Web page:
Townhomes and condos provide the community engagement that homebuyers often flock to suburbs for, without sacrificing walkability and a vibrant urban enviroment. Moving to one of these communities is exciting, but you could be surprised by something you didn’t anticipate: noise.
Sometimes the disturbance comes from neighbors returning home after a night out, sometimes it’s people on the sidewalk below your window. In other communities, trains, planes and automobiles can be the culprit.
If noise reduction is key to your comfort, but the townhouse lifestyle is calling to you, fret not! You can take steps to minimize sound in your new home.
Noise Consultants Help Design Quiet Communities
Before you buy a condo or townhome unit, ask questions about spesific construction practices that minimize noise.
Find out if your developer brought in a noise and wind consultant. Skyline Tower, a 67-story high-rise in Long Island City brought in a noise consultant to help manage the noise pollution from the subway station at the base of the building.
“The building has double-paned extra thick glass with a glazing system that reduces sound levels,” says Eric Benaim, CEO of Modern Spaces Real Estate in Queens, NY. “Normal decibel levels are 50 or 60 and the decibel levels in this building are 40 even though we’re in a busy city neighborhood.” They also put parking, retail, and amenity spaces on the lower floors so that the first residential floor is on the fourth level away from the subway.
CitySquare in Irvine, CA, an all-electric net zero energy townhome community, had to contend with “noise coming from [their] proximity to John Wayne Airport,” amongst other common sources, says C.R. Herro, vice president of Innovation for Meritage Homes.
“Noise travels in the air, so we built an airtight envelope for the houses and used spray-in foam insulation like people use for a recording studio,” says Herro. “We did sound abatement testing and found that noise is reduced 4000 times from the outside of the house to the inside with doors and windows in place.”
In addition, Meritage’s installation of high-performance windows and doors assist in blocking sound. Closing off attic vents, which helps seal the townhouses for energy-efficiency, also reduces exposure to exterior noise, says Herro.
Construction Techniques Limit Interior Noise
So the builders have taken steps to successfully cut down on exterior noise, but there isn’t anything to be done about boisterous neighbors… right? Wrong.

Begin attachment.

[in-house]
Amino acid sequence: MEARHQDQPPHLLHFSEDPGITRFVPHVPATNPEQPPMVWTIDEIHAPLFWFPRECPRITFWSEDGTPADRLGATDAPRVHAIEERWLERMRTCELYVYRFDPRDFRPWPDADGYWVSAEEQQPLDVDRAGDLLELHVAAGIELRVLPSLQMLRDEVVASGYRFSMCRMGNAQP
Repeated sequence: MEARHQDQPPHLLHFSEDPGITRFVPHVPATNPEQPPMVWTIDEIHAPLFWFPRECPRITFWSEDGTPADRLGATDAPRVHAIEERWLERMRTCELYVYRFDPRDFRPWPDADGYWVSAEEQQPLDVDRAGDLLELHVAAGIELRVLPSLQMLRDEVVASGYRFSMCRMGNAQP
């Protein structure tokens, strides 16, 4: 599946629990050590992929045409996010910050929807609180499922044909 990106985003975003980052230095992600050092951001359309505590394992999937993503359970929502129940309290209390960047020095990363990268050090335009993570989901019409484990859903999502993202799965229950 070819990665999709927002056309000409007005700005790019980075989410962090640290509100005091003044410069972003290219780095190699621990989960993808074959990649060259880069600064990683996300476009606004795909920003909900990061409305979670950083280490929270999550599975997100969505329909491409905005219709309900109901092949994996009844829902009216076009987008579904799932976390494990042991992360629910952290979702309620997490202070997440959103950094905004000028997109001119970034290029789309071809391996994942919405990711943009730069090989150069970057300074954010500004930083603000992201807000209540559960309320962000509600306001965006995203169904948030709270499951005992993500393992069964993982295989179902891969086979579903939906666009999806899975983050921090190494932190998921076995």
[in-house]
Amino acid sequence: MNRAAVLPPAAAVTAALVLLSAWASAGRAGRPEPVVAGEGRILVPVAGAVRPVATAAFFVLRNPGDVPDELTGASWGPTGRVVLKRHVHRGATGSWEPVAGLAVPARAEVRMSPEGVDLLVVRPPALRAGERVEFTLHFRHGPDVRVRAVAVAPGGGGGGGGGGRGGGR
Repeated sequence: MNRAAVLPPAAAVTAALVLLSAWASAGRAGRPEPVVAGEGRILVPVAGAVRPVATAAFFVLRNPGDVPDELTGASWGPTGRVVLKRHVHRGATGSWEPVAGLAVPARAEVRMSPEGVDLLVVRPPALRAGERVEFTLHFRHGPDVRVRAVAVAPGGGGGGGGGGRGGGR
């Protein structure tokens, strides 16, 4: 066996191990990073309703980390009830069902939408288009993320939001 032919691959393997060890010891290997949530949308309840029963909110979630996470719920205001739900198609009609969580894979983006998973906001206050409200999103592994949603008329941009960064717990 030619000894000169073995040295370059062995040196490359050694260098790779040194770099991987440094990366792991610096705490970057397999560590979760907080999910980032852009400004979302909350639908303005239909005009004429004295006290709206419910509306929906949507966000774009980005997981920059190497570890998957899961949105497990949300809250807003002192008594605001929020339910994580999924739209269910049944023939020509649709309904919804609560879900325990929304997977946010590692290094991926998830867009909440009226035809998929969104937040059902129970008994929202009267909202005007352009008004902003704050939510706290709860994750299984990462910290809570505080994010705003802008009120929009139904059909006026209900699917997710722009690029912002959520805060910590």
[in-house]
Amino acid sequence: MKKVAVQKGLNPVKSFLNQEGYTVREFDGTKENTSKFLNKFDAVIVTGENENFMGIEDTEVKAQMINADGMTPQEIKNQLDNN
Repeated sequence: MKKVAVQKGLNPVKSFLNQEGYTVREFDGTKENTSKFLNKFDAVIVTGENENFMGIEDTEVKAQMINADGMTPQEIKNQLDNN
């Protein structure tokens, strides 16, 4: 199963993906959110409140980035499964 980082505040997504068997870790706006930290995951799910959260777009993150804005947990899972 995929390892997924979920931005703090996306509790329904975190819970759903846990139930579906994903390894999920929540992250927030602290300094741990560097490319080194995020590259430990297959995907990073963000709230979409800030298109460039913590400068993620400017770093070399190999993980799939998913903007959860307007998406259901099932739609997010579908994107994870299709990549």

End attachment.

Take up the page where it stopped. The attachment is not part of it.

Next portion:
Among others, “one of the most important questions buyers should ask when looking at a condo is whether it is a steel-and-concrete building or what we call stick-built,” says Valerie Grange, a sales manager with McWilliams Ballard in Washington, D.C. “Ideally, you want a steel-and-concrete building because in between the floor and the ceiling you’ll have 7 to 12 inches of poured concrete, which we have at Chapman Stables in D.C. You’re less likely to hear people walking around that way.”
Buyers should ask whether they have gone beyond the code to reduce noise. For example, she says, top-of-the-line buildings will have insulation or acoustic sound barriers in between units.
To reduce noise in between the townhouses at CitySquare, Meritage uses sound attenuating materials including extra drywall and insulation so that neighbors can’t hear each other through the walls.
“Skyline Tower is a poured-in-place concrete building with nine-inch slabs of concrete between the floors to reduce noise,” says Benaim, but “there’s also insulation and sheet rock between the units.” Extra protection for any social gathering you might not want your neighbor to be having.
Choose the Unit You Buy Carefully
There are also steps you can take as a homebuyer to decrease sound. If noise is a big concern for you, Grange suggests being aware of the section of the building where you purchase.
“You may not want to be near or above the front entrance where you can hear people come in and out,” she says. “Some people want to be close to the elevator for convenience, but you need to be aware of how loud that could be. People like the idea of a street view in the city, but a condo facing a courtyard may be quieter.”
In a high-rise condo, homes on higher floors are often more expensive than those on lower floors and not just because of the view.
“The higher you go, the less noisy your home is,” says Benaim.
Post Move-In Ways to Get a Quieter Home
Be intentional about your home décor, and be a good neighbor. It’s nearly impossible to soundproof a home against everything, says Grange, but homeowners can help each other by adhering to condo bylaws that require some of their hard surface floors to be covered with area rugs and avoiding installing massive TVs and surround-sound systems on shared walls.
“Rugs can absorb sound in your home, too, along with drapes or curtains,” says Grange. “A door strip on the inside of your condo helps keep out sounds, smells and warm or cold air.”
If, despite noise abatement measures by builders and your own efforts, night noise still keeps you awake, you can always try an app or gadget for ambient noises such as waves, rain, or whales singing, says Grange.
“I recommend creating a Zen sleeping space with a little fountain or ocean sounds and plants to bring more nature into your home,” says Grange. “One resident at Chapman Stables custom-built a green wall in his condo to create a peaceful interior.”
Just because you’re sharing walls doesn’t mean you can’t live in peace and quiet alongside your neighbors. Some key steps on the builder’s part, and some intentionality on yours, can lead to very comfortable living despite close quarters.
Michele Lerner is an award-winning freelance writer, editor and author who has been writing about real estate, personal finance and business topics for more than two decades.